This study surveyed the fields of environmental design, highway research, and environmental psychology and found no body of research, much less any measurements, on the relationships between the driver and the landscape (natural and human-made) beyond the paved area of the road. The finding is remarkable, given the fact that landscapes are often in the focal vision and always in peripheral vision of drivers. The complete lack of information is also remarkable because of the growing national public support for scenic by-ways and the increasing community demands for landscape design along roadsides. Importantly, this study finding is disconcerting, given the possibility that the drivers perception of roadside landscapes likely relates to safety.
The study recommends a research strategy: 1) identify landscape variables, 2) determine the correlation between the landscape and safety, and 3) develop a knowledge base. Pilot studies should be conducted in areas (1) and (2), and the resulting knowledge base (3) should be tested in design applications. If the design applications merit continued study, then research should be conducted to produce a full knowledge base so that future landscape design can be better informed and therefore more cost effective.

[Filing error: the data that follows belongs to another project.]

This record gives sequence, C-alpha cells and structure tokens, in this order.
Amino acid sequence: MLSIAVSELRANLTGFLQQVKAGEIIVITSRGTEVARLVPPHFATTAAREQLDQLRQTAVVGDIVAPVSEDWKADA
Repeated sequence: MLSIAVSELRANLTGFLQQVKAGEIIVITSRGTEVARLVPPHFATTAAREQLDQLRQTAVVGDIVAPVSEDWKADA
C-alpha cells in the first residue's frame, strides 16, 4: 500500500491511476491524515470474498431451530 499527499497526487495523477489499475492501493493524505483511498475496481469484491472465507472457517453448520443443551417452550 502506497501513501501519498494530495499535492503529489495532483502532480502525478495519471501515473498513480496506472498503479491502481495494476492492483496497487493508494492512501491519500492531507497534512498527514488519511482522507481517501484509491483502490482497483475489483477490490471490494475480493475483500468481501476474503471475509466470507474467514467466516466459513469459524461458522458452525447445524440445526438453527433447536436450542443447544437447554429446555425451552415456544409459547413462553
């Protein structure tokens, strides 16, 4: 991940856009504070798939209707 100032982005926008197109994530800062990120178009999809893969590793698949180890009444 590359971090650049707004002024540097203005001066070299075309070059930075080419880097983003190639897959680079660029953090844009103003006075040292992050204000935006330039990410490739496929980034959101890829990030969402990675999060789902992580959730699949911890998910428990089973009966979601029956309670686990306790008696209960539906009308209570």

October 12, 2007
Judith Heerwagen, Sally Schauman, Anne Vernz Moudon, Boykin Witherspoon, Scott James, Jennifer Mundee.
Washington State Transportation Center (TRAC); University of Washington. Dept. of Landscape Architecture.
- # of Pages: 29 p., 720 KB (PDF)
- Subject: Drivers, Environmental design, Highway safety, Landscape design, Perception, Research, Roadside, Scenic highways.
- Keywords: Environmental design, driver perception, non-paved elements, landscape architecture.
- Related Publications:
This abstract was last modified April 29, 2008